A winsome tween protagonist steers this fun, quiet fantasy.

In this middle-grade debut and series launch, an orphan girl stuck in a subterranean world searches for a way home.

Sam has an awful lot of responsibilities for a 12-year-old. She cares for her little brother, Darby, who needs meds for recurring fevers, and for their guardian, Aunt C, who seemingly has bouts of dementia. One day, as a storm hits their North American town, the earth shakes, and Sam falls through a crack in the ground. Though initially alone in a gloomy, dank place, she quickly befriends others who tell her she’s in Under-Under. The leader down here, the Great Hildinski, surely can help Sam get back home, but this radiant, wooden-legged woman seems convinced that the tween stranger is a thief. Indeed, someone has stolen a “slice” of Under-Under’s solar-powered sun. Once Sam decides that recovering this sun piece will win over the Great Hildinski, she teams up with new friends as well as Darby and her cat, Gemini, who’ve somehow wound up belowground, too. But the thieves, who are also stealing Under-Under’s precious water, make a frightening bunch. Whatever’s short opening installment has a wonderful young hero. Sam is smart and softhearted, even when her family frustrates her. She’s witty, too, as when a character questions her courage with, “I thought you had some spunk,” and she retorts, in effect: Spunk, yes. Death wish, no. The story spotlights Sam’s journey as she picks up some helpful skills and periodically returns to the world above as an influential general threatens her country. Supporting characters entertain, particularly Darby and Gemini, who make the most of their occasional appearances. The author’s rough, almost childlike artwork flaunts a dark but colorful palette, making simple depictions of wolves and fish catch readers’ eyes. The ending, sadly, is a bit anticlimactic, though a sequel follows.

A winsome tween protagonist steers this fun, quiet fantasy.

Pub Date: Oct. 26, 2020

ISBN: 978-1-77731-968-7

Page Count: 204

Publisher: N/A

Review Posted Online: Oct. 5, 2022


From the Wild Robot series , Vol. 3

Hugely entertaining, timely, and triumphant.

Robot Roz undertakes an unusual ocean journey to save her adopted island home in this third series entry.

When a poison tide flowing across the ocean threatens their island, Roz works with the resident creatures to ensure that they will have clean water, but the destruction of vegetation and crowding of habitats jeopardize everyone’s survival. Brown’s tale of environmental depredation and turmoil is by turns poignant, graceful, endearing, and inspiring, with his (mostly) gentle robot protagonist at its heart. Though Roz is different from the creatures she lives with or encounters—including her son, Brightbill the goose, and his new mate, Glimmerwing—she makes connections through her versatile communication abilities and her desire to understand and help others. When Roz accidentally discovers that the replacement body given to her by Dr. Molovo is waterproof, she sets out to seek help and discovers the human-engineered source of the toxic tide. Brown’s rich descriptions of undersea landscapes, entertaining conversations between Roz and wild creatures, and concise yet powerful explanations of the effect of the poison tide on the ecology of the island are superb. Simple, spare illustrations offer just enough glimpses of Roz and her surroundings to spark the imagination. The climactic confrontation pits oceangoing mammals, seabirds, fish, and even zooplankton against hardware and technology in a nicely choreographed battle. But it is Roz’s heroism and peacemaking that save the day.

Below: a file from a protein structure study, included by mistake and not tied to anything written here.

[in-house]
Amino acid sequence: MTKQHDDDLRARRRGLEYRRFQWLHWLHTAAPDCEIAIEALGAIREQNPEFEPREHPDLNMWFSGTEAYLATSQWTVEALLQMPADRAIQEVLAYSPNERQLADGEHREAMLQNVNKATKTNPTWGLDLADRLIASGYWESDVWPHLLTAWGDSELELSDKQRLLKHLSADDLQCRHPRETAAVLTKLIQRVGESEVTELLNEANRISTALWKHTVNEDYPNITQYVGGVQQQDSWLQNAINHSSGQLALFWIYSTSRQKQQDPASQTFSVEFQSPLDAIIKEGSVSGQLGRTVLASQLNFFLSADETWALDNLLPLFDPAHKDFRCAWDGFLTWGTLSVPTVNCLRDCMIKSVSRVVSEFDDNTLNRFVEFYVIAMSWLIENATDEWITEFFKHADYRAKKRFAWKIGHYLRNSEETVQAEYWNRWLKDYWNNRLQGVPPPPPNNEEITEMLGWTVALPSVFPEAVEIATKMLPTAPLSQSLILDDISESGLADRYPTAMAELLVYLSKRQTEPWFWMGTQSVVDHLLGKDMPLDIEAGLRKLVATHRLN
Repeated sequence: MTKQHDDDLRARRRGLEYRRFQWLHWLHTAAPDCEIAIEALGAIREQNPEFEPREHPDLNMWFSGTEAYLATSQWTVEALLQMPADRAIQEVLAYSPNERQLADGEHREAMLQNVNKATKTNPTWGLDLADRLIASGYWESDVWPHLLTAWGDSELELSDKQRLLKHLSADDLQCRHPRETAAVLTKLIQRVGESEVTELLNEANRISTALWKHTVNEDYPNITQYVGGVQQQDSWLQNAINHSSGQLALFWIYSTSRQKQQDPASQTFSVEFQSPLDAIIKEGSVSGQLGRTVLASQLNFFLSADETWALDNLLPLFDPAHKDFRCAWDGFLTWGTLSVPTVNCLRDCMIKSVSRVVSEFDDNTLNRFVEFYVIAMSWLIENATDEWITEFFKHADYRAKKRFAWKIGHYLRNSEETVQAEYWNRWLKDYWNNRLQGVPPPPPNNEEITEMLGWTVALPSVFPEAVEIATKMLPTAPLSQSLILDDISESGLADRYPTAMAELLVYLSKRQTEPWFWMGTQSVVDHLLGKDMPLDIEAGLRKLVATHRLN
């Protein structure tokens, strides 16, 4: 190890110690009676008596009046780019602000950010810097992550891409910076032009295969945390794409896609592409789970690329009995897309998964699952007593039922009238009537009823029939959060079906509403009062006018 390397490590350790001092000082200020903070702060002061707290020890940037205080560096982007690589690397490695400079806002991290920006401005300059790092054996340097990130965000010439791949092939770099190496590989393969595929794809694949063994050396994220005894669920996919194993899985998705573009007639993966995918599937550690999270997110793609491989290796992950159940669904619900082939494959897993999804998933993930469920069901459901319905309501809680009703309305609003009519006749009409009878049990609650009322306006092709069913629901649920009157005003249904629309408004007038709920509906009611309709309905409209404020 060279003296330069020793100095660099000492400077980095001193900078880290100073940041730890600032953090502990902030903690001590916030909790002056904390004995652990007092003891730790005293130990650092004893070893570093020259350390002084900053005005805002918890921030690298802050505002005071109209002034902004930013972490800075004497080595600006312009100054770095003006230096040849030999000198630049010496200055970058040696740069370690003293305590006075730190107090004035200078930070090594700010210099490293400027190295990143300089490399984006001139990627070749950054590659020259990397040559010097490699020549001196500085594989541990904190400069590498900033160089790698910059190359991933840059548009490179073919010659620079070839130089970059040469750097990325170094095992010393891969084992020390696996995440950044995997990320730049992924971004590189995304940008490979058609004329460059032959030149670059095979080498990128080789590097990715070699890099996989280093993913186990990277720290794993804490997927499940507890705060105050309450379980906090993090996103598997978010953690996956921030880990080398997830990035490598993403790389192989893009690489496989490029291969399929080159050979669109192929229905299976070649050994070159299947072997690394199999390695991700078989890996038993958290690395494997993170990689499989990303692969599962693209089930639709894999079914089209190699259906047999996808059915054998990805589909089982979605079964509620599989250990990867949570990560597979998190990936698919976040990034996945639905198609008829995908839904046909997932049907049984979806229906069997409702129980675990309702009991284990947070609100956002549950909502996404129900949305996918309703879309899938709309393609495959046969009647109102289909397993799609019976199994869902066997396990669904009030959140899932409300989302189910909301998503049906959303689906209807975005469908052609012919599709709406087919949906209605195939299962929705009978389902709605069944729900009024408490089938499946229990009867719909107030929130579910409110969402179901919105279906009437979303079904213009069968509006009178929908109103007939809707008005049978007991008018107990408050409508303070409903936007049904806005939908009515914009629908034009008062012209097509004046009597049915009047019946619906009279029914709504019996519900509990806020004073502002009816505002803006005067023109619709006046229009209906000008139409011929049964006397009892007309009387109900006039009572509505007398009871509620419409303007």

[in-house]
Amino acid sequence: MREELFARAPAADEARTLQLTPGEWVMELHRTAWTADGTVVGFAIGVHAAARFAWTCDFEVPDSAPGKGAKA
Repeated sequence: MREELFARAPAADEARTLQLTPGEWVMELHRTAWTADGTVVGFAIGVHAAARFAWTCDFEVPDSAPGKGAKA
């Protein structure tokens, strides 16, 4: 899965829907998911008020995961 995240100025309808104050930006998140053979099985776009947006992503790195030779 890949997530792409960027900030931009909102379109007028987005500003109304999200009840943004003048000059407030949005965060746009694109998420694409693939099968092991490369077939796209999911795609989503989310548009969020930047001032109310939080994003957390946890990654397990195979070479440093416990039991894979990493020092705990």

Hugely entertaining, timely, and triumphant. (author’s note) (Fiction. 8-12)

Pub Date: Sept. 26, 2023

ISBN: 9780316669412

Page Count: 288

Publisher: Little, Brown

Review Posted Online: Aug. 26, 2023

Kirkus Reviews Issue: Sept. 15, 2023


From the Captain Underpants series , Vol. 9

Is this the end? Well, no…the series will stagger on through at least one more scheduled sequel.

Sure signs that the creative wells are running dry at last, the Captain’s ninth, overstuffed outing both recycles a villain (see Book 4) and offers trendy anti-bullying wish fulfillment.

Not that there aren’t pranks and envelope-pushing quips aplenty. To start, in an alternate ending to the previous episode, Principal Krupp ends up in prison (“…a lot like being a student at Jerome Horwitz Elementary School, except that the prison had better funding”). There, he witnesses fellow inmate Tippy Tinkletrousers (aka Professor Poopypants) escape in a giant Robo-Suit (later reduced to time-traveling trousers). The villain sets off after George and Harold, who are in juvie (“not much different from our old school…except that they have library books here.”). Cut to five years previous, in a prequel to the whole series. George and Harold link up in kindergarten to reduce a quartet of vicious bullies to giggling insanity with a relentless series of pranks involving shaving cream, spiders, effeminate spoof text messages and friendship bracelets. Pilkey tucks both topical jokes and bathroom humor into the cartoon art, and ups the narrative’s lexical ante with terms like “pharmaceuticals” and “theatrical flair.” Unfortunately, the bullies’ sad fates force Krupp to resign, so he’s not around to save the Earth from being destroyed later on by Talking Toilets and other invaders…

Is this the end? Well, no…the series will stagger on through at least one more scheduled sequel. (Fantasy. 10-12)

Pub Date: Aug. 28, 2012

ISBN: 978-0-545-17534-0

Page Count: 304

Publisher: Scholastic

Review Posted Online: June 19, 2012

Kirkus Reviews Issue: July 15, 2012

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